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Association of the "CDC Guideline for Prescribing Opioids for Chronic Pain" With Emergency Department Opioid Prescribing.
Dayer LE, Breckling MN, Kling BS, Lakkad M, McDade ER, Painter JT. Association of the "CDC Guideline for Prescribing Opioids for Chronic Pain" With Emergency Department Opioid Prescribing. The Journal of emergency medicine. 2019 Nov 1; 57(5):597-602.
The number of unintentional deaths due to prescription drug overdose has risen in recent years due to the increased utilization of opioid analgesics. Pain is one of the most common reasons for patients to visit an emergency department (ED) and is often treated with opioid analgesics. In 2016, the Centers for Disease Control and Prevention (CDC) released guidelines for primary care providers on prescribing opioids for chronic pain.
The objective of this study was to determine if release of the 2016 CDC guidelines for prescribing opioids for chronic pain was associated with changes in prescribing habits in the ED of an academic medical center.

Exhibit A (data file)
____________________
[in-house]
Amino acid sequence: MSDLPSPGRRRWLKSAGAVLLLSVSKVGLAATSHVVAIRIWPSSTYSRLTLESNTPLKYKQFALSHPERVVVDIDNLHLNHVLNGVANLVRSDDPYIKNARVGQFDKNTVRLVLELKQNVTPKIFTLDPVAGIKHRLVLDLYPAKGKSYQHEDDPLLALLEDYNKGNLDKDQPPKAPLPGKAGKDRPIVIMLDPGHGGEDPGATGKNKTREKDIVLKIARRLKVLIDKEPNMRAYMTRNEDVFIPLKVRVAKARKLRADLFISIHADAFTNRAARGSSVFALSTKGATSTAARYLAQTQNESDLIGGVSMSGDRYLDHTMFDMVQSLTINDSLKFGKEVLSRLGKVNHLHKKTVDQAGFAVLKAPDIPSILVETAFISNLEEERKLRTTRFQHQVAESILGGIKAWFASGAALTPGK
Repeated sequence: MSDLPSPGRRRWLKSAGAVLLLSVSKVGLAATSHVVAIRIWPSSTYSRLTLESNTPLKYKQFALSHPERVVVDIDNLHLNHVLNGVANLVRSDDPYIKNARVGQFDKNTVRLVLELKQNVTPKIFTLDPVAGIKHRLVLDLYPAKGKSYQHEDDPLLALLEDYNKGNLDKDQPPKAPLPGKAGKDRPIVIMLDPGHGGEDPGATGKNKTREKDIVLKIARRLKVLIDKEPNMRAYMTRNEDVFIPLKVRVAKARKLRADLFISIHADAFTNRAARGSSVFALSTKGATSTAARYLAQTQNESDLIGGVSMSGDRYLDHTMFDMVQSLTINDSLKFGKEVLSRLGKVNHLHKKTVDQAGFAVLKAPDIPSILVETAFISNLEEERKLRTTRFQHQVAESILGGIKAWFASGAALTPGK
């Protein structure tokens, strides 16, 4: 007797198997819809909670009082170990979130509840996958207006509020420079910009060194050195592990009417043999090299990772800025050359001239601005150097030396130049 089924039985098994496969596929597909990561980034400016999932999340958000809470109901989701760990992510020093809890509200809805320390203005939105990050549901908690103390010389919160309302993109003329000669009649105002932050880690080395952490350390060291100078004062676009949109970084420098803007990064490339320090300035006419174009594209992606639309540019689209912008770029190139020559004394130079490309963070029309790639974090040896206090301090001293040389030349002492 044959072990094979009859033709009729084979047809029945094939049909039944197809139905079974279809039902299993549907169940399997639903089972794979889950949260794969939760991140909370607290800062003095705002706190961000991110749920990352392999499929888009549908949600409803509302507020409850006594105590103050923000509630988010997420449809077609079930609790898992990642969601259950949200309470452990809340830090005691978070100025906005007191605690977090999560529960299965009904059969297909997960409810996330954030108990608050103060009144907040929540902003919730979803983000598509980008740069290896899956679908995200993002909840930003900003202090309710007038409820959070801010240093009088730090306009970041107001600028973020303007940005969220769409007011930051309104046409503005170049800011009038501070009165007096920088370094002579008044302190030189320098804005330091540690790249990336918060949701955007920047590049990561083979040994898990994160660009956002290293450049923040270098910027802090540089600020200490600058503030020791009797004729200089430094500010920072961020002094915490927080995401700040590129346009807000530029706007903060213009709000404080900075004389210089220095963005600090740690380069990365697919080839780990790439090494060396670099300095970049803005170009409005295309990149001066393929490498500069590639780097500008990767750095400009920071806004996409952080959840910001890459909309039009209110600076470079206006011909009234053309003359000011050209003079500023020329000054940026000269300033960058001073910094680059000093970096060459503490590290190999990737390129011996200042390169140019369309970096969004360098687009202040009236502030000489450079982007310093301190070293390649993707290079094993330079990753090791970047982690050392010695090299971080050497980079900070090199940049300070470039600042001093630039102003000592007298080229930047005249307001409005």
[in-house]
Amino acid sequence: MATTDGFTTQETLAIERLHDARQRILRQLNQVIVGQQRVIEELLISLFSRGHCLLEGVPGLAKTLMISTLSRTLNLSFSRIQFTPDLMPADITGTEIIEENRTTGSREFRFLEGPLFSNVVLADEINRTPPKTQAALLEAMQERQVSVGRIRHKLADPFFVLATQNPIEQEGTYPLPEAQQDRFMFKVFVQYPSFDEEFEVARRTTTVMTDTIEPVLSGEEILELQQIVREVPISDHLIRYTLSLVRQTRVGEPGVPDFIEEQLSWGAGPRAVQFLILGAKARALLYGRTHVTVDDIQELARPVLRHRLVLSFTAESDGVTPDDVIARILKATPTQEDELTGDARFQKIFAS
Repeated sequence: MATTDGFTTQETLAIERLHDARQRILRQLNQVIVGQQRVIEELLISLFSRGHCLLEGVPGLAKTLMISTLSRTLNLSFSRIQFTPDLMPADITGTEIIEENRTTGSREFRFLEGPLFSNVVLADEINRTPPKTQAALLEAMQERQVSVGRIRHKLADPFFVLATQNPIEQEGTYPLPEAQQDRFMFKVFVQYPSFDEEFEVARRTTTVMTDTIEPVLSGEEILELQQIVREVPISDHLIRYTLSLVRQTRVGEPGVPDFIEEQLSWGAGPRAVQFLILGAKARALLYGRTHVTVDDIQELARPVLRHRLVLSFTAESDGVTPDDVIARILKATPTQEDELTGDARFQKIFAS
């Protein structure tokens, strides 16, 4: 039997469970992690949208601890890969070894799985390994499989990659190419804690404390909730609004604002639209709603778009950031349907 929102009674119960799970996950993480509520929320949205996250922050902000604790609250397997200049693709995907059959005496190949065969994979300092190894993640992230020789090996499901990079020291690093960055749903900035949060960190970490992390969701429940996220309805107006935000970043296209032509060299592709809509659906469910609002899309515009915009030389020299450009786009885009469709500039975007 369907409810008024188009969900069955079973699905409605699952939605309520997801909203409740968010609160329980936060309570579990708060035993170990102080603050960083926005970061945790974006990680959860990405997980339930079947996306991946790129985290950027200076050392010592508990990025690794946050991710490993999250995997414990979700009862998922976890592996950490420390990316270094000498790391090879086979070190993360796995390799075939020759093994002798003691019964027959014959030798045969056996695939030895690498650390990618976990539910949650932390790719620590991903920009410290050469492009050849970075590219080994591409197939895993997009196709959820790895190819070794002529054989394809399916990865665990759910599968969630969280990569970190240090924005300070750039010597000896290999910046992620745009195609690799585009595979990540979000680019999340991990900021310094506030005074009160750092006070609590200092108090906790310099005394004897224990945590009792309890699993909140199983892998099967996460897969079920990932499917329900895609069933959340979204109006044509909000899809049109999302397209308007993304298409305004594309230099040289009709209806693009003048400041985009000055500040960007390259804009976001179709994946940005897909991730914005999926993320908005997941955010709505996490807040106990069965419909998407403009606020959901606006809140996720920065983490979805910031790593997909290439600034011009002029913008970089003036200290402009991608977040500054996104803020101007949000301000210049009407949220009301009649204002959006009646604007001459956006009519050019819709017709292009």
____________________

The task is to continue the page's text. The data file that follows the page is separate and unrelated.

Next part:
The data were extracted from patient electronic health records between January 2015 and June 2017. The primary endpoint of the study was average morphine equivalent daily dose (MEDD) for the pre- and postguideline cohorts.
A total of 8652 patients were included in the analysis (4389 in the preguideline cohort and 4263 in the postguideline cohort). The average MEDD decreased significantly from 30.6 ± 20.2 MEDD in the preguideline cohort to 29.8 ± 19.5 MEDD in the postguideline cohort (p = 0.0460). There was also a significant decrease in the rate of concomitant opioid and benzodiazepine prescribing as well as average days' supply per prescription in the postguideline cohort, as compared with the preguideline cohort.
The average MEDD prescribed in the ED of an academic medical center decreased after the release of the CDC guidelines on opioid prescribing for chronic pain.